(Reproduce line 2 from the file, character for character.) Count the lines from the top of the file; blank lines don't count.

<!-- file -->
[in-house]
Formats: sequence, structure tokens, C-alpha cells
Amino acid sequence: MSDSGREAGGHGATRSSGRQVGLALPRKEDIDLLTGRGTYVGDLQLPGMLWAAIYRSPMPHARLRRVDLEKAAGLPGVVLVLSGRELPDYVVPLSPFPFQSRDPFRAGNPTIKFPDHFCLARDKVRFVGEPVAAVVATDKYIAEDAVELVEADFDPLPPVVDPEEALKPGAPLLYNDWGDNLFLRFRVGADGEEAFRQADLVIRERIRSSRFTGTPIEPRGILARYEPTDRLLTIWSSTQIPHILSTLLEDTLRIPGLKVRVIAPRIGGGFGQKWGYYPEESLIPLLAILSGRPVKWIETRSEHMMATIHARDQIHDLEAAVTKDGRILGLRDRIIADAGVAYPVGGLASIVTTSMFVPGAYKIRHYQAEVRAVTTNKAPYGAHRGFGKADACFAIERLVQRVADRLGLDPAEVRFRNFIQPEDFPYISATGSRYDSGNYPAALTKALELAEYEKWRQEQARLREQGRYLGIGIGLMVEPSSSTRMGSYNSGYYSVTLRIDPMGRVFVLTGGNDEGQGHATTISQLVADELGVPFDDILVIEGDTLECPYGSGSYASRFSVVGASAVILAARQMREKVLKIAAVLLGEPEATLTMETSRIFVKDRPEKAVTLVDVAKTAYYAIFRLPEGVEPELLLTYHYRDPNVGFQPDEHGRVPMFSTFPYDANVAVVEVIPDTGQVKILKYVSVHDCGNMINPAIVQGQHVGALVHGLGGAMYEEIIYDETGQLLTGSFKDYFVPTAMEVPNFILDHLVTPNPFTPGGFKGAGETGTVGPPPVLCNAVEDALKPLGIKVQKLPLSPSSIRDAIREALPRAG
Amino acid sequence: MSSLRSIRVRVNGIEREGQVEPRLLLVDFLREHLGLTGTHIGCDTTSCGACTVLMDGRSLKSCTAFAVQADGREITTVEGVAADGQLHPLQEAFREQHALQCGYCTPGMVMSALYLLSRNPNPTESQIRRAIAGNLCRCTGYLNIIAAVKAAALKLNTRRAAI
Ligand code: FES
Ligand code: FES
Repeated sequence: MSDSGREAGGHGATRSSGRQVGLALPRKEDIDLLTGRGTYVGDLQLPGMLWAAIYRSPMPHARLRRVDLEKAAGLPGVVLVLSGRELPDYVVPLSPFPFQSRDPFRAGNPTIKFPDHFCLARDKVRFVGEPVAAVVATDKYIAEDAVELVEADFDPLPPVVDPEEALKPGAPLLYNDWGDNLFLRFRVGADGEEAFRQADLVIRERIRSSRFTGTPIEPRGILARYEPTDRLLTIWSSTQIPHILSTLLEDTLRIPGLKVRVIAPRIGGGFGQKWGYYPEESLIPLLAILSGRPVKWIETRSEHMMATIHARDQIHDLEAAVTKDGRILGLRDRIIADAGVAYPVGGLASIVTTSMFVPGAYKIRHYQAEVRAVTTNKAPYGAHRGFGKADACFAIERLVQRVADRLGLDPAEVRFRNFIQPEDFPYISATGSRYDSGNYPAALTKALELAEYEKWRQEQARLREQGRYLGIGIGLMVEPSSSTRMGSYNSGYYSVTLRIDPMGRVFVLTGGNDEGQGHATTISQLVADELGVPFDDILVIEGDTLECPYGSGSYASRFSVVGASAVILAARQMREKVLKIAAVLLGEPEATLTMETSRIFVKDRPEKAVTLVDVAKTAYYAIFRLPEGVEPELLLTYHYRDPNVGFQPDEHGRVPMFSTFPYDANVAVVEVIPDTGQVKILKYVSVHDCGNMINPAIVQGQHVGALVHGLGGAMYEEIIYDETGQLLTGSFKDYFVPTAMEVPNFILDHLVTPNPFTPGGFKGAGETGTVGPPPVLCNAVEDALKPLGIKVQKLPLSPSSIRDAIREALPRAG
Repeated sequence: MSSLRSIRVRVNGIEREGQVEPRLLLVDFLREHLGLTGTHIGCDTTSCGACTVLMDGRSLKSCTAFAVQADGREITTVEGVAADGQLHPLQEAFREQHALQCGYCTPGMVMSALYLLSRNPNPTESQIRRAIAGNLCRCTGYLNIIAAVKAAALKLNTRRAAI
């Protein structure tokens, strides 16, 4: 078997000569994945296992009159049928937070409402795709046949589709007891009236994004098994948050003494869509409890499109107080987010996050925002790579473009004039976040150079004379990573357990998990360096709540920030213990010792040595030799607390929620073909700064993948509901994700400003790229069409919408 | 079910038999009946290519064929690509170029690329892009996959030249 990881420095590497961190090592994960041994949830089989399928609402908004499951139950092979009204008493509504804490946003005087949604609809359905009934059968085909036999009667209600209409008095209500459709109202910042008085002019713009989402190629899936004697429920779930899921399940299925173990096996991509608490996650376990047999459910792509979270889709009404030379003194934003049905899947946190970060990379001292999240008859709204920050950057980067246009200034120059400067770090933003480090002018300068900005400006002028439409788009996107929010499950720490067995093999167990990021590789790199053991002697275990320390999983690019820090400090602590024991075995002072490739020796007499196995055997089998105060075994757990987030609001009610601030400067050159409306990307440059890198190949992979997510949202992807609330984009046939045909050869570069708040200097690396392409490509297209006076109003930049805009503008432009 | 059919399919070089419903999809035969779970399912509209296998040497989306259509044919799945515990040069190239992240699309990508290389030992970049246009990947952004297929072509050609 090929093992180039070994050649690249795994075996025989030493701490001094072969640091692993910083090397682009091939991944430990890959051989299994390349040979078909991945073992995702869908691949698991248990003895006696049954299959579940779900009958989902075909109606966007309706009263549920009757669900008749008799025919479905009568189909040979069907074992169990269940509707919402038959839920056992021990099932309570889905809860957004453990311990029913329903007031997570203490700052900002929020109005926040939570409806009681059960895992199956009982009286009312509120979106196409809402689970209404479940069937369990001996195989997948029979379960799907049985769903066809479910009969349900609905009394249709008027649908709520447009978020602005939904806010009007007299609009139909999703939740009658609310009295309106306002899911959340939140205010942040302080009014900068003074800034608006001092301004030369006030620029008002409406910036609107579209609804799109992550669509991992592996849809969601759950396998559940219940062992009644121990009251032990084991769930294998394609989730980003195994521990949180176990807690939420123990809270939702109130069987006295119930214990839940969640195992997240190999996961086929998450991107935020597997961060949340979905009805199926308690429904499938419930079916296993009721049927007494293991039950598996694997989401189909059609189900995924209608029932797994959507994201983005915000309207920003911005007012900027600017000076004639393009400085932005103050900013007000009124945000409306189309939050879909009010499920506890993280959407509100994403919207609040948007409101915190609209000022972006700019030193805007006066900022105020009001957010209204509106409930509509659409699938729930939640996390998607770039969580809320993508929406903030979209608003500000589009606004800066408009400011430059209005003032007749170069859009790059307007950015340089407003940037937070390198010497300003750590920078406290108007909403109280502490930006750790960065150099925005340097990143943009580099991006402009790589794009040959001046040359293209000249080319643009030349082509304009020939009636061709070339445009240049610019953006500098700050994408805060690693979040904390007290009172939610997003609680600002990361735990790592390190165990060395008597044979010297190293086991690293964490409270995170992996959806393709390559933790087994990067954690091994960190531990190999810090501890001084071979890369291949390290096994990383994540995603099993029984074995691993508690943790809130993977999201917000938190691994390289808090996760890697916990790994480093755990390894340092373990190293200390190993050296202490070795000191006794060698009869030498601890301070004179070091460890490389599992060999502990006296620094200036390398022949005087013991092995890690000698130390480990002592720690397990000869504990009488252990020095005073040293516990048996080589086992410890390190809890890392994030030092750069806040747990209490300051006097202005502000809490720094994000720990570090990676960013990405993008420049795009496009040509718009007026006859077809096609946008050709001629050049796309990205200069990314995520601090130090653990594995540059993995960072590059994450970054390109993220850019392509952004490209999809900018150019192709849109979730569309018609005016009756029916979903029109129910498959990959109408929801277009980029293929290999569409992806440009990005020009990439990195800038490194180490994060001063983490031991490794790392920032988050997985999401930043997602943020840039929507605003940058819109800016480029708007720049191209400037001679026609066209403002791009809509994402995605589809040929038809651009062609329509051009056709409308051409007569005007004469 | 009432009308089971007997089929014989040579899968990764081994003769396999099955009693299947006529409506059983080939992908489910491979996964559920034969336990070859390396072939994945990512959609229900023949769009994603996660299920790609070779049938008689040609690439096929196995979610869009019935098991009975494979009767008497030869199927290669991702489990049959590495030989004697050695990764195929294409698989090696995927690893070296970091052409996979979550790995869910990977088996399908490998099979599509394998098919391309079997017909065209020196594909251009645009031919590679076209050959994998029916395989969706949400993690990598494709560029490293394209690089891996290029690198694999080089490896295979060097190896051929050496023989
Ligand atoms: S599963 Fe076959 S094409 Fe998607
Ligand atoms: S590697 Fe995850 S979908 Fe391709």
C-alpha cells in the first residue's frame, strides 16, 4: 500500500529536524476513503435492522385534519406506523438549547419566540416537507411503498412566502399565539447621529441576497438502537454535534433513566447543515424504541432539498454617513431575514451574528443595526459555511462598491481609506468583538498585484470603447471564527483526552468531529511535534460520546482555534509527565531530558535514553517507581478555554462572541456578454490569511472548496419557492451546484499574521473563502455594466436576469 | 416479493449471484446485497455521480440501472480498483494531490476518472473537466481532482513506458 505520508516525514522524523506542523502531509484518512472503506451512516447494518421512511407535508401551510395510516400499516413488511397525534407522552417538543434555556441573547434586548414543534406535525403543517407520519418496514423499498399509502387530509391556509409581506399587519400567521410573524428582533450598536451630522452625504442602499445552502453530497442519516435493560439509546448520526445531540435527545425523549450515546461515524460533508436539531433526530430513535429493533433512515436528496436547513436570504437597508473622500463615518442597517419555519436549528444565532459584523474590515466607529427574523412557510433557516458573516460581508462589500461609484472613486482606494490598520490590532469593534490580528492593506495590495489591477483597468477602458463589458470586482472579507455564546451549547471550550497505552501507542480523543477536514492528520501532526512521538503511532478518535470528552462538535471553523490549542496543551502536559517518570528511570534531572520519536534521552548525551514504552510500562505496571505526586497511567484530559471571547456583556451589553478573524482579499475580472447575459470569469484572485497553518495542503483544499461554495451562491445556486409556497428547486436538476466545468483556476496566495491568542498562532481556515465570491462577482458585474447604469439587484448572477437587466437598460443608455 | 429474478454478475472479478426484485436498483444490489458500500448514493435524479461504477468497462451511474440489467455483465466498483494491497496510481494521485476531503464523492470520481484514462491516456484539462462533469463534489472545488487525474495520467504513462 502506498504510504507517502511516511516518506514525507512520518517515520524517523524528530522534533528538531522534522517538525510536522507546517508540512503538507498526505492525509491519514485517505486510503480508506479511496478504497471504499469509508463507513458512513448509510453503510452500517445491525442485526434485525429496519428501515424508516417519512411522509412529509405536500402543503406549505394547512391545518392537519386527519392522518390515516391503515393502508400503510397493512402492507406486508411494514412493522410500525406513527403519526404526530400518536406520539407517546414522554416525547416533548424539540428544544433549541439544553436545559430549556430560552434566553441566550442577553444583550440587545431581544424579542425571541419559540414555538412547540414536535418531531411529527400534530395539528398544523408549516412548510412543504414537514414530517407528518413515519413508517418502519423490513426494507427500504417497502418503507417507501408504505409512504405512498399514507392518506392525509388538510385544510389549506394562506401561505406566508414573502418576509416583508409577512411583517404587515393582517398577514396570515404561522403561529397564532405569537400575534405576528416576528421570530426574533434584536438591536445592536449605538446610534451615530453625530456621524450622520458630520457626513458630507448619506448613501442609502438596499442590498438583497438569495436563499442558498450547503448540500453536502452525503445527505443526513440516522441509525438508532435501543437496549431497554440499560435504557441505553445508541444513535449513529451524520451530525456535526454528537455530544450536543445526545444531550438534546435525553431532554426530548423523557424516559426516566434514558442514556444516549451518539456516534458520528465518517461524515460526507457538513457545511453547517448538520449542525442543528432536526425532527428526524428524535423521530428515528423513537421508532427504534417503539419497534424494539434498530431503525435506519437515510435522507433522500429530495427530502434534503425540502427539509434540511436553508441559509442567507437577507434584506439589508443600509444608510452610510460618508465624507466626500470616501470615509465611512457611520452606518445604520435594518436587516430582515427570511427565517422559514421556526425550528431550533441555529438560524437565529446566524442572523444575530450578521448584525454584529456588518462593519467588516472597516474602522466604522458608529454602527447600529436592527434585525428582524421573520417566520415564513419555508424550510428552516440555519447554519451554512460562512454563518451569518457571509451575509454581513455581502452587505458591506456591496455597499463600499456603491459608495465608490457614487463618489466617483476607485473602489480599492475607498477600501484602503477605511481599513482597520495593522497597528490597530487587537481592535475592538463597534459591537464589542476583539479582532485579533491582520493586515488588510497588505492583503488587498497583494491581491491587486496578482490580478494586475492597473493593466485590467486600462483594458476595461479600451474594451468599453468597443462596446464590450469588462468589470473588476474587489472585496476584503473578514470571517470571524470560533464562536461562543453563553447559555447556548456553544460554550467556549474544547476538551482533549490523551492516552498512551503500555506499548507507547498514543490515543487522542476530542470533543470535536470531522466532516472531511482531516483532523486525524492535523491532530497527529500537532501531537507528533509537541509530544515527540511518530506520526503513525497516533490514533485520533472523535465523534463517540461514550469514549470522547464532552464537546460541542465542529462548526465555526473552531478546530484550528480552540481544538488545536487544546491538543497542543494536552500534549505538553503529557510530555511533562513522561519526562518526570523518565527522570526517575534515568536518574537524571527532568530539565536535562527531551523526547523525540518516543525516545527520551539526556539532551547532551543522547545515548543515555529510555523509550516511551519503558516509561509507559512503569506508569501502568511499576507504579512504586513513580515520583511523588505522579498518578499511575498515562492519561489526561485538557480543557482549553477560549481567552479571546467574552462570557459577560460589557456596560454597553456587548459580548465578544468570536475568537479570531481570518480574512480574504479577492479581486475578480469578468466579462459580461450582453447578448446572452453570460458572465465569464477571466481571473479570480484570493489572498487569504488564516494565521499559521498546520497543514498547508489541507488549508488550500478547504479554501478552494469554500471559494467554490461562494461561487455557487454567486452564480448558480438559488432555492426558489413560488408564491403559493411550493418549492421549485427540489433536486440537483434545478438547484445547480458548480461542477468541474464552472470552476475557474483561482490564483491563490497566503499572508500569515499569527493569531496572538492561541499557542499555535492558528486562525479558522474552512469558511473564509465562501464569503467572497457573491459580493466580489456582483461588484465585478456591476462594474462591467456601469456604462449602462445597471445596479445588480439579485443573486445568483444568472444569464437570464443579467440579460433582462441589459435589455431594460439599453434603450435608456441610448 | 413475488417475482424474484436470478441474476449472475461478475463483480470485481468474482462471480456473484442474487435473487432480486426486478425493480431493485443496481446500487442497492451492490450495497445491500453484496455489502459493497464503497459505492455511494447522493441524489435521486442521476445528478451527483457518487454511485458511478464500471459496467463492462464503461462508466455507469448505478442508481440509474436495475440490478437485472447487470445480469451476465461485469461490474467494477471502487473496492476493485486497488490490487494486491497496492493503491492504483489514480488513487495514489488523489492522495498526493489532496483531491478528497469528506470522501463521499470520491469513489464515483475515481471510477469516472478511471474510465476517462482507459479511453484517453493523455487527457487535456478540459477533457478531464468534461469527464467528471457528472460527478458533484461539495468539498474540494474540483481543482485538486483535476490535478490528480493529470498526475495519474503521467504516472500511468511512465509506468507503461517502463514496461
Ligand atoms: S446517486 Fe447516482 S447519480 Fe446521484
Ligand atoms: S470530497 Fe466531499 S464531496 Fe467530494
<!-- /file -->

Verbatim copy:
Formats: sequence, structure tokens, C-alpha cells